College, University of London, has written this book mainly
for Organic Chemists, informing them of the many preparations made possible by transition metal intermediates. A
variety of topics, such as the oligomerization of acetylenes
and olefins, hydroformylation, and hydrogenation, is treated
in such a way that the result is a comprehensive literature
survey combined with connective passages. The fact that both
Russian literature and the patent literature are also covered
deserves praise. This book is valuable to all chemists using
transition metal compounds in organic syntheses. On the
other hand, the superabundance of the material may frighten
many uninitiated Organic Chemists from reading and utilizing this book.
The main advantages of organic syntheses with the aid of
transition metal compounds are not specified clearly, and they
are often submerged in a multitude of apparently anarchic
reactions. Despite the price and the fact the literature is
covered only up t o 1966, this book can be recommended to
those who are specialists in this field. Organic Chemists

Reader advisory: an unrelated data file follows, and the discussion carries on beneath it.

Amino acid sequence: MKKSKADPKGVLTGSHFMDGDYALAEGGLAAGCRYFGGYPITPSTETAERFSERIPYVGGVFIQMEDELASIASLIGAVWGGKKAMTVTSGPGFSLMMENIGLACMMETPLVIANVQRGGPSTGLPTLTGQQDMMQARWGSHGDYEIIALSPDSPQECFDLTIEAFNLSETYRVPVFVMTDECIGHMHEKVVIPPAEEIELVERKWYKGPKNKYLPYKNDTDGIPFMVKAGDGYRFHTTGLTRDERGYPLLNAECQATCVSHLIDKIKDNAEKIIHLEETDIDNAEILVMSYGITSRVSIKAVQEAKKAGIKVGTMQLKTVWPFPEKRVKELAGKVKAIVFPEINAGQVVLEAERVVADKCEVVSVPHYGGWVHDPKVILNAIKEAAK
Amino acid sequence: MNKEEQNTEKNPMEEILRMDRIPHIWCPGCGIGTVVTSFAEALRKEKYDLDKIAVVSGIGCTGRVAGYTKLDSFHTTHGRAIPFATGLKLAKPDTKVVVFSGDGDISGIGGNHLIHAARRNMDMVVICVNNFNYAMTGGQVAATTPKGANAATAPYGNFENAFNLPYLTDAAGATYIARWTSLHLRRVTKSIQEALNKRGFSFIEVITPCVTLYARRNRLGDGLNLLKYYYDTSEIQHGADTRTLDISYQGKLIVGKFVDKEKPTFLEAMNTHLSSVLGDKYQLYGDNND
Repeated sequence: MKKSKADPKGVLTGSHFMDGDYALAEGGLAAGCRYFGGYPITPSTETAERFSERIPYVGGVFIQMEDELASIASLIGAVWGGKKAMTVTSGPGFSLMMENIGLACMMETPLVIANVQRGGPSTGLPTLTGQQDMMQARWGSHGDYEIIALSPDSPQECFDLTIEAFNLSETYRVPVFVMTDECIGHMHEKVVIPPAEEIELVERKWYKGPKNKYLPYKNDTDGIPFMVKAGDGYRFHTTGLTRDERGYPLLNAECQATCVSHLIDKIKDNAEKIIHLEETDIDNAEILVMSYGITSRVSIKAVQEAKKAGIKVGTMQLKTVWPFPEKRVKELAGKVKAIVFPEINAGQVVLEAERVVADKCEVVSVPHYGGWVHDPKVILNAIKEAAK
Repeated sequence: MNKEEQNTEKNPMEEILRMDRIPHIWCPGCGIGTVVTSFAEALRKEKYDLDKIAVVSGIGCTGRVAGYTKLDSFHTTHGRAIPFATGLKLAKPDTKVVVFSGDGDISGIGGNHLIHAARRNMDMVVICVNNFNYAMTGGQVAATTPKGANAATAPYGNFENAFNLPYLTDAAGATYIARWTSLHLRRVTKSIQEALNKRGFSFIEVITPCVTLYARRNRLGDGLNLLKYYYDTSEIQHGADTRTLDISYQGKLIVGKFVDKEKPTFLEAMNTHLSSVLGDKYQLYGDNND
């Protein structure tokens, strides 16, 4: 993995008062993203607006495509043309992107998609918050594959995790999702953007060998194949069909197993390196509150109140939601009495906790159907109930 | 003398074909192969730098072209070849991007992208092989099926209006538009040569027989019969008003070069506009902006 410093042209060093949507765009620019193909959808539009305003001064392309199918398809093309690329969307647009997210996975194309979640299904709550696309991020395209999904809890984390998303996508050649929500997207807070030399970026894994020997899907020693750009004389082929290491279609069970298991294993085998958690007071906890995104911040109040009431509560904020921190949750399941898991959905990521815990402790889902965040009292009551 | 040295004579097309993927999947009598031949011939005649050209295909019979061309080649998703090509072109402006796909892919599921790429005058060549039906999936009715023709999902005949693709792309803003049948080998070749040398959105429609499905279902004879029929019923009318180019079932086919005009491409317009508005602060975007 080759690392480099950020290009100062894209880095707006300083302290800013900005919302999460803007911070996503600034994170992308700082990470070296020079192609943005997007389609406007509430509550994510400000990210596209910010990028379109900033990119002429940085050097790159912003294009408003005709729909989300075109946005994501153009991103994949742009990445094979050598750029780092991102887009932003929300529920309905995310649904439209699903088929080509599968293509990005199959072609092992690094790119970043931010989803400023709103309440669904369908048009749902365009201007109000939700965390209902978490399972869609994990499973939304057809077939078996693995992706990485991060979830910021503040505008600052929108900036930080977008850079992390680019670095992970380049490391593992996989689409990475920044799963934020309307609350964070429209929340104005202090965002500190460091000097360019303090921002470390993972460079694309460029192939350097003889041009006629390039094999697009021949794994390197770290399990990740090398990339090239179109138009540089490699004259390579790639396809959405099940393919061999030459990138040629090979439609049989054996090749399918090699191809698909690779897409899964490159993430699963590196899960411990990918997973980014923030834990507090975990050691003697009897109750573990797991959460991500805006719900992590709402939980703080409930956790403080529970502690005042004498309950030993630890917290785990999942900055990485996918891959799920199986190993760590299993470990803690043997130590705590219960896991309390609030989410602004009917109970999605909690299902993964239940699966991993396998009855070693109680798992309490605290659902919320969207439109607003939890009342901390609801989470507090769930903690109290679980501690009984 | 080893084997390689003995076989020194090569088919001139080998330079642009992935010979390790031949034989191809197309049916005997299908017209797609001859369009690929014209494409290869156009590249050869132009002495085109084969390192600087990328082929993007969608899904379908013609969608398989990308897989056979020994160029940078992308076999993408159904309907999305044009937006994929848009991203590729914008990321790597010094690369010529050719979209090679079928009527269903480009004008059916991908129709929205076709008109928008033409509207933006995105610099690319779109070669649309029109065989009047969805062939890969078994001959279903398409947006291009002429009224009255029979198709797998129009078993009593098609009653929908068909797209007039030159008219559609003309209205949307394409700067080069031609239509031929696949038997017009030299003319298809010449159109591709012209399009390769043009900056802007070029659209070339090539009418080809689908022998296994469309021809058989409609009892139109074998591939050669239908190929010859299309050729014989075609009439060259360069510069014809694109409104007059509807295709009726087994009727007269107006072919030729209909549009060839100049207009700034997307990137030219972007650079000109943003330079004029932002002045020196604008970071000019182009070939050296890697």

wanting to learn about this new branch of preparative organic
chemistry, however, may find the book too expensive for
what they can derive from it.
p. Heimbach [NB 815 IEI
Problems for Introductory University Chemistry (With
Complete Solutions). By J. N. Butler, B. A . Dunell, and
L. G . Harrison. Addison-Wesley Publ. Comp., London
1967. 1st Edit., vii, 213 pp.. 22 s.
The present book contains problems in stoichiometry and
important fields of physical chemistry, as well as exercises
from analytical and inorganic chemistry. It is intended
mainly for beginners, and contains, inter alia, problems on
fundamental laws of thermodynamics and electrochemistry,
e.g. on the applications of the Clausius-Clapeyron, van’t Hoff,
and Nernst equations. The problems set can be solved on the
basis of an elementary knowledge of algebra. Solutions to all
the problems are given at the end of the book, which is
therefore particularly suitable for private study. A total of
241 problems are given in 1 3 chapters. A guide to the solution
of the problems set in each section is provided in the Ap-
ExtrusionReactions. By B. P. Stork and A . J . Duke. Pergamon
Press, Oxford 1967,lst Edit., x, 190 pp.. numerous figures,
63 s.
M. Rcgitz
[NB 798 IE]
Marine Chemistry. Vol. 1: Analytical Methods. By D. F.
Martin, Marcel Dekker Inc., New York 1968, 1st Edit.,